7 July 2022
Motoring offences: proposed sentencing guidelines published
A comprehensive package of 12 new and revised sentencing guidelines for offenders convicted of motoring offences in England and Wales have been published today by the Sentencing Council for a three-month consultation.
The proposals include updated versions of six current guidelines – published in 2008 – and reflect new maximum sentences for some of the offences, including causing death by dangerous driving and causing death by careless driving when under the influence of alcohol or drugs.
The maximum sentence for these two offences increased from 14 years to life imprisonment under the Police, Crime, Sentencing and Courts Act 2022. The proposed guidelines reflect this change and include revised sentencing ranges of up to 18 years in custody.
The six guidelines will be updated in line with the current, step-by-step format of sentencing guidelines now used by the courts. They are the final set of sentencing guidelines published by the former Sentencing Guidelines Council to be updated by the Sentencing Council.
Five new guidelines have also been proposed for new offences created since the current guidelines were published. They include causing serious injury by dangerous driving, which has a proposed sentence range of up to five years’ custody, and causing serious injury by driving while disqualified, which has a proposed sentence range of up to four years’ custody.
There is also a new guideline to bring consistency to sentencing offenders convicted of causing injury by wanton or furious driving where a motorist causes injury or death off-road such as in a field or dirt track, or where a cyclist causes death or injury at any location, with a proposed sentence range of up to two years’ custody.
Sentencing Council member, Mrs Justice Juliet May, said:
“Those committing motoring offences can cause death or serious injury to other road users and members of the public, and it is important that courts have appropriate sentencing guidelines that reflect the current laws when dealing with these cases.
“These can be some of the most difficult cases to sentence, where what might seem a fairly minor example of bad driving can have the most tragic and long-lasting consequences. It is therefore right that we provide the courts with guidelines that will allow them to take a consistent approach.”
These are also the first guidelines that specifically set out how drivers who drive or are in charge of a vehicle while over the legal limit for drugs should be sentenced by the courts. The guidelines replace non-statutory guidance that the Council published in 2016.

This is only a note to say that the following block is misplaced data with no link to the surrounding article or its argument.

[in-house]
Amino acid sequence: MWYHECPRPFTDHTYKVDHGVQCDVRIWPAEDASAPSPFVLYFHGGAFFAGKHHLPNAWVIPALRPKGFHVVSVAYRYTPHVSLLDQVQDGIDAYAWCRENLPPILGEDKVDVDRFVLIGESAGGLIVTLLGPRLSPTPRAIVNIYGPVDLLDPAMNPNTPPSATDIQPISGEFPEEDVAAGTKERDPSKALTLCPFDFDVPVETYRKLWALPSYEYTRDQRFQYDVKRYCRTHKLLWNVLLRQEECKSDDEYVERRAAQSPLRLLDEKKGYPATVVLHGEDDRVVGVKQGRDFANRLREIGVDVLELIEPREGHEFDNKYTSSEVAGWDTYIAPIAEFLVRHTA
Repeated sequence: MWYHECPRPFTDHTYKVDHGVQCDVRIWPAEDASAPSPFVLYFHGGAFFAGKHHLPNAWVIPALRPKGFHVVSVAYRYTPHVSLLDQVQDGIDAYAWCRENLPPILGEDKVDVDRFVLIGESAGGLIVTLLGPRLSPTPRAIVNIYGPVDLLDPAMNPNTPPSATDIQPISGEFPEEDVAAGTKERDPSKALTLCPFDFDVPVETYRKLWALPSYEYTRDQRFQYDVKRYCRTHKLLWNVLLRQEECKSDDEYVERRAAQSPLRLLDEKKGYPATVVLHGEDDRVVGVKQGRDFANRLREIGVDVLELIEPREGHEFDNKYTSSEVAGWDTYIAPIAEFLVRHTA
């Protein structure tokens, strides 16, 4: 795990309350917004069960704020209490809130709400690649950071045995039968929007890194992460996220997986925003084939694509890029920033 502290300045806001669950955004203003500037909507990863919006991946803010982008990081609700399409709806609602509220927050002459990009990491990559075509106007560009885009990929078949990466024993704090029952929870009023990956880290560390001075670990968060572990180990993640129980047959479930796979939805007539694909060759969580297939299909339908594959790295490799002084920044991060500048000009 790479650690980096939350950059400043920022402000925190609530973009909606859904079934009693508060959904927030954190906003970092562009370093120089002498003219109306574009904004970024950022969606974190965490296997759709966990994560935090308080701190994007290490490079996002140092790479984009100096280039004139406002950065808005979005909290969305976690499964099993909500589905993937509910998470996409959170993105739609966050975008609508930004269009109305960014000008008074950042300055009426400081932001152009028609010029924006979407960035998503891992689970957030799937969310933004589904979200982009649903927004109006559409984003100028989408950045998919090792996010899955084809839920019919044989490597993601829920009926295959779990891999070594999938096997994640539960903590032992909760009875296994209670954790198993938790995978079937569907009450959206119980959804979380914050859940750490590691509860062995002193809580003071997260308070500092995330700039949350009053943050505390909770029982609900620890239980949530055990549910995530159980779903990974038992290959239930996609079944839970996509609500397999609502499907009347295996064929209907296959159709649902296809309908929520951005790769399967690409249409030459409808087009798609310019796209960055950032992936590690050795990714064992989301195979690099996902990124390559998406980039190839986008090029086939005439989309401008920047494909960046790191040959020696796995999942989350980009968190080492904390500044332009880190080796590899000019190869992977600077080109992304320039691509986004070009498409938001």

The culpability factors proposed for dangerous driving offences are common across all the dangerous driving guidelines, whether the harm is death or serious injury. They include racing or competitive driving, speed greatly in excess of speed limit, or consumption of substantial amounts of alcohol or drugs leading to gross impairment.
The culpability factors proposed for careless driving offences are also common across all the careless driving guidelines. They include engaging in a brief but avoidable distraction, driving at a speed that is inappropriate for the prevailing road or weather conditions or driving whilst impaired by consumption of drugs or alcohol.
The Council is seeking views on the draft guidelines – which apply to adult offenders only – from judges, magistrates and others with an interest in this area. The consultation will run from 7 July to 29 September 2022.
Notes to editors
- The full list of guidelines under revision is shown below:
- causing death by dangerous driving,
- causing death by careless driving when under the influence of drink or drugs,
- causing death by careless driving,
- causing death by driving whilst disqualified,
- causing death by driving whilst unlicensed or uninsured, and
- dangerous driving.
- The full list of new guidelines for consultation is shown below:
- causing serious injury by dangerous driving
- causing serious injury by driving whilst disqualified,
- causing serious injury by careless driving (a new offence created by the Police, Crime, Sentencing and Courts Act 2022),
- causing injury by wanton or furious driving,
- driving or attempting to drive with a specified drug above the specified limit,
- being in charge of a motor vehicle with a specified drug above the specified limit.
- All new sentencing guidelines follow more recent Council guideline models and include a stepped approach to sentencing
- Sentencing guidelines must be followed, unless the court is satisfied that it would be contrary to the interest of justice to do so in all the circumstances of a particular case.
- Guidelines set sentencing ranges within the maximum for the offence as set out in current legislation..
- The Sentencing Council was established by Parliament to be an independent body, but accountable to Parliament for its work which is scrutinised by the Justice Select Committee. Justice Ministers are accountable to Parliament for the Sentencing Council’s effectiveness and efficiency, for its use of public funds and for protecting its independence. Judicial Council members are appointed by the Lord Chief Justice with the agreement of the Lord Chancellor. Non-judicial council members are appointed by the Lord Chancellor with the agreement of the Lord Chief Justice.
For more information, please contact Kathryn Montague, Sentencing Council Press Office, on 020 7071 5792 / 5788 / 07912301657 or email email@example.com